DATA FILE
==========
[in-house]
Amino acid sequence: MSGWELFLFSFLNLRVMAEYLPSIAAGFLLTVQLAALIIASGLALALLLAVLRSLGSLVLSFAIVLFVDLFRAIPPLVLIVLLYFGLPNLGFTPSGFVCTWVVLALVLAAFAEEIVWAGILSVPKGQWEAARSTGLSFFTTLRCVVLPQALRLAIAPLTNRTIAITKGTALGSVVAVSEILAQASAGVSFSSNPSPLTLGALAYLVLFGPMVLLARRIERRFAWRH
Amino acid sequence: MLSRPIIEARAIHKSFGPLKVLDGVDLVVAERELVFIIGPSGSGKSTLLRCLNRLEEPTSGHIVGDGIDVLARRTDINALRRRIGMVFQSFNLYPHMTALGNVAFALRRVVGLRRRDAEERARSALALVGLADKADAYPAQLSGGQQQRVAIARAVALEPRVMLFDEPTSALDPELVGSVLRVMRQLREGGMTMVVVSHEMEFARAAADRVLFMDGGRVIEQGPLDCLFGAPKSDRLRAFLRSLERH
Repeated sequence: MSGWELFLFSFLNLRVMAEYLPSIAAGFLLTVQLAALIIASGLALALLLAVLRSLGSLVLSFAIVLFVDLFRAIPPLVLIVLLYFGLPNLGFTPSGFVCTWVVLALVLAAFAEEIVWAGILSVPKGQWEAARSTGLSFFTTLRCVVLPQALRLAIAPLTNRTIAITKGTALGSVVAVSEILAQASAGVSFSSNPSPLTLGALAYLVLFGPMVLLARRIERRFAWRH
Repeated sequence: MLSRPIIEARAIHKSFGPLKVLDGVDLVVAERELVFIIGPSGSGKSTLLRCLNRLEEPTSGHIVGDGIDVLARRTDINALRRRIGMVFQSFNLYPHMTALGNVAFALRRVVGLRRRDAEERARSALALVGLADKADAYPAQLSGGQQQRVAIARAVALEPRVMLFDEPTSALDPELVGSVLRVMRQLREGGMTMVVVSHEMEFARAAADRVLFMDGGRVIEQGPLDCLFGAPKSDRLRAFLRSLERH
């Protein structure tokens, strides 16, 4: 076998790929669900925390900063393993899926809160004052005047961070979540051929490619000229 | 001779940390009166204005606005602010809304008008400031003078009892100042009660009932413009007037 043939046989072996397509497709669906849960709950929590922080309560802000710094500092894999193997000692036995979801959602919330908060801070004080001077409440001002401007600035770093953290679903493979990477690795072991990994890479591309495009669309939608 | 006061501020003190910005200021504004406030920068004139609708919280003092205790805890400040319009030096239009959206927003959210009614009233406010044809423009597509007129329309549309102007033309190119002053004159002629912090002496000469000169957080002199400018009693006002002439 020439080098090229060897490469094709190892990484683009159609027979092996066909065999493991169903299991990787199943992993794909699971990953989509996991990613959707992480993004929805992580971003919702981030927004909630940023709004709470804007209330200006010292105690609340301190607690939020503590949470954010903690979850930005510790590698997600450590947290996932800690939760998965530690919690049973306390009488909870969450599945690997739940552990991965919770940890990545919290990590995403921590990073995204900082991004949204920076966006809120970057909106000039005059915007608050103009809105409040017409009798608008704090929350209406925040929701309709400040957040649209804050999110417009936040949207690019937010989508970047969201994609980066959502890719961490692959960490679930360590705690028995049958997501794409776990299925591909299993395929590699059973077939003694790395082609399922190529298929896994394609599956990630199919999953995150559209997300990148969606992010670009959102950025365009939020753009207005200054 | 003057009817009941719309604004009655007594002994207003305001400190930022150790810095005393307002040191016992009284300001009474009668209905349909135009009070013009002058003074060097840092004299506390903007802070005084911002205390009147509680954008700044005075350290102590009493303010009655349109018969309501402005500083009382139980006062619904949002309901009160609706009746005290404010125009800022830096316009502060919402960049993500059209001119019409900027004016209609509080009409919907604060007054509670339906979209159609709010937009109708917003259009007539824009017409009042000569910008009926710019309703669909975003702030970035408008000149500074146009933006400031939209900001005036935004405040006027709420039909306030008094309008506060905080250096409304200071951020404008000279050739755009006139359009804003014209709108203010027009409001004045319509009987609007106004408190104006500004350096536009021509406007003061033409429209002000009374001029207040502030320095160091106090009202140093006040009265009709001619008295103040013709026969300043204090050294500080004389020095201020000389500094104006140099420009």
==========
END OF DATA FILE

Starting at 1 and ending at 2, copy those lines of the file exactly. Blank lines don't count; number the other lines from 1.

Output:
[in-house]
Amino acid sequence: MSGWELFLFSFLNLRVMAEYLPSIAAGFLLTVQLAALIIASGLALALLLAVLRSLGSLVLSFAIVLFVDLFRAIPPLVLIVLLYFGLPNLGFTPSGFVCTWVVLALVLAAFAEEIVWAGILSVPKGQWEAARSTGLSFFTTLRCVVLPQALRLAIAPLTNRTIAITKGTALGSVVAVSEILAQASAGVSFSSNPSPLTLGALAYLVLFGPMVLLARRIERRFAWRH